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phosphorus and phosphorus control
Recently I spent some time pondering the role of phosphorus in aquariums.
We usually think of phosphorus more in terms of dissolved phosphate, but
(excepting the many biological forms) phosphorus actually occurs in
aquariums in four different forms: dissolved inorganic phosphorus,
particulate inorganic phosphorus, dissolved organic phosphorus and
particulate organic phosphorus. The inorganic forms are phosphates and
the organic forms are molecules derived from the decomposition of
biochemicals. There are important interconversions between the different
What follows is a sad attempt at ascii art that tries to illustrate some
of the more important aspects of the system.
Water change Dissolved <<<<<<<<<< Dissolved
Fish waste >>>>>>>> Inorganic <<<<<<<<<< Organic <<<<<<<< Fish waste
Additives Phosphorus Phosphorus
---------- __ ----------
Fish Food Particulate Particulate Fish Food
Fish Waste >>>>>>> Inorganic Organic <<<<<<< Fish Waste
The sketch shows each of the four major types of phosphorus, the major
sources for each type, the interconversions between them and the possible
fates of each form. For simplicity, biological uptake of phosphorus isn't
included in the sketch. The pathways shown with double lines of symbols
are pathways that might be promoted to reduce problems with dissolved
phosphorus levels in an aquarium. The pathways shown with single symbols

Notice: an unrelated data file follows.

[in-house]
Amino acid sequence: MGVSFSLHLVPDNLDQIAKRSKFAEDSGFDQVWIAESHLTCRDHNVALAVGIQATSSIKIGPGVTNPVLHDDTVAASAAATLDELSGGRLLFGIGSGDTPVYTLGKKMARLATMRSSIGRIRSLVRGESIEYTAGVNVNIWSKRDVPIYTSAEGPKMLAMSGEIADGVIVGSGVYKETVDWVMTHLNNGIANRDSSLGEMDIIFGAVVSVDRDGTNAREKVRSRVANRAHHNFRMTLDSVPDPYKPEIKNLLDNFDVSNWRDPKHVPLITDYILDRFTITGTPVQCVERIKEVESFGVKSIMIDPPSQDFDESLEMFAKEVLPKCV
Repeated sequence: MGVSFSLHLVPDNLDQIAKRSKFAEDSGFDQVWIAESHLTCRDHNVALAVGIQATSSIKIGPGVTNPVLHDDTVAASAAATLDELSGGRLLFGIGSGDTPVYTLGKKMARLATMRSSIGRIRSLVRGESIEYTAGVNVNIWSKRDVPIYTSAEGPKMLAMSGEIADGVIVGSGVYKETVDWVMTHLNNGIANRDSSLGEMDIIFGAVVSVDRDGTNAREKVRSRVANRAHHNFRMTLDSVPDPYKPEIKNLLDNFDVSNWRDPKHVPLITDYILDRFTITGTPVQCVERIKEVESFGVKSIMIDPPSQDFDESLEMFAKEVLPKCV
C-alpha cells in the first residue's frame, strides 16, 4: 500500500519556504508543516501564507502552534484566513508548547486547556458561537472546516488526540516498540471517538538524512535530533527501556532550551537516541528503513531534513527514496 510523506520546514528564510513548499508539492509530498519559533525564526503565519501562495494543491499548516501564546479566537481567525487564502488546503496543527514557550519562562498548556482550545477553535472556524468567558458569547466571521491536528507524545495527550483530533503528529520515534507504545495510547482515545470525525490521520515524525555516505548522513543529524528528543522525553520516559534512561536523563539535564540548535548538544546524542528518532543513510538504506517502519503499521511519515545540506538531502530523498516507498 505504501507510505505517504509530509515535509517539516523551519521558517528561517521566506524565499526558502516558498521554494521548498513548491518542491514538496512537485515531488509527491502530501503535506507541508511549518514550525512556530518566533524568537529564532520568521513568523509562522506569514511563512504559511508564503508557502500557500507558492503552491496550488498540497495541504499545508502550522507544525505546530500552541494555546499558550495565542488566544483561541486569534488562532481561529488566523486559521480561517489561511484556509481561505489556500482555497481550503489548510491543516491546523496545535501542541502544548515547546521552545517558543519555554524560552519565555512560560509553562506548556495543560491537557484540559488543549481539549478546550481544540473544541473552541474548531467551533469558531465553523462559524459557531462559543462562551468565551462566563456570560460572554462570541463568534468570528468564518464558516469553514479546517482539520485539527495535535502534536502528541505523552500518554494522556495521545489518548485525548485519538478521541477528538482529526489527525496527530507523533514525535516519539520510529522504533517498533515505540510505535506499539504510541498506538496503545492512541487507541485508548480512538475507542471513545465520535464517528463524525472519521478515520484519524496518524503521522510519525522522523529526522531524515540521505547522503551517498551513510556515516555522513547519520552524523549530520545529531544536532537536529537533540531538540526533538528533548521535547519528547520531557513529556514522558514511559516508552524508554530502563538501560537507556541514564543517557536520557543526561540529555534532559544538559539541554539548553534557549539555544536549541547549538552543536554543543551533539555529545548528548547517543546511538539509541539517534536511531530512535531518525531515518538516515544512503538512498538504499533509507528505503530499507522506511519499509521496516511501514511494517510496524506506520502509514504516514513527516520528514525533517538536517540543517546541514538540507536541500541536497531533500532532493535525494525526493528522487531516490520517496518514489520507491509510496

are pathways that might be supressed to reduce phosphorus problems.
This whole thing could be given a lot of words, but I'm going to try
to limit myself to a brief description.
*Dissolved inorganic phoshorus* is biologically available and essential to
plants and algae. It is mostly dissolved phosphates. It enters the
aquarium from tap water, sometimes from water treatments like pH buffers
and as inorganic phosphorus wasted through the gills and kidneys of
animals. It is removed from the aquarium by water changes. It is
produced in aquariums from organic phosphorus by bacterial and algal
phosphatase activity. It is converted to particulate inorganic phosphorus
by sorption and precipitation.
*Particulate inorganic phoshorus* is mostly not biologically available. It
is phosphate associated with phosphate minerals and adsorbed on metal
hydroxides and other solids in the aquarium. It enters the aquarium
mostly in fish food and animal feces and it can be removed by siphoning
out detritus and cleaning filter media. It is formed within an aquarium by
sorption and precipitation of dissolved inorganic phosphorus.
*Dissolved organic phosphorus* is biologically available to bacteria and
possibly to algae, but I haven't found references saying it is available
to plants. It enters the aquarium from animal waste. It can be removed by
water changes. Bacterial and algal phosphatase activity convert dissolved
organic phosphorus to phosphates.
*Particulate organic phosphorus* isn't available to plants and algae, but
is available to animals. It enters the aquarium as plant detritus, fish
food and feces. It can be removed by siphoning and filter cleaning. It
is converted to dissolved phosphates by phosphatase activity. The
phosphatase activity is partly due to detritivores but also to bacteria
and possibly algae.
I wrote a little spreadsheet program to balance the reactions and provide
estimates for steady-state concentrations of each component with various
estimates of the reaction rates. If there is interest then in later
letters I can try to summarize what that all seems to mean to controlling
phosphorus levels in an aquarium.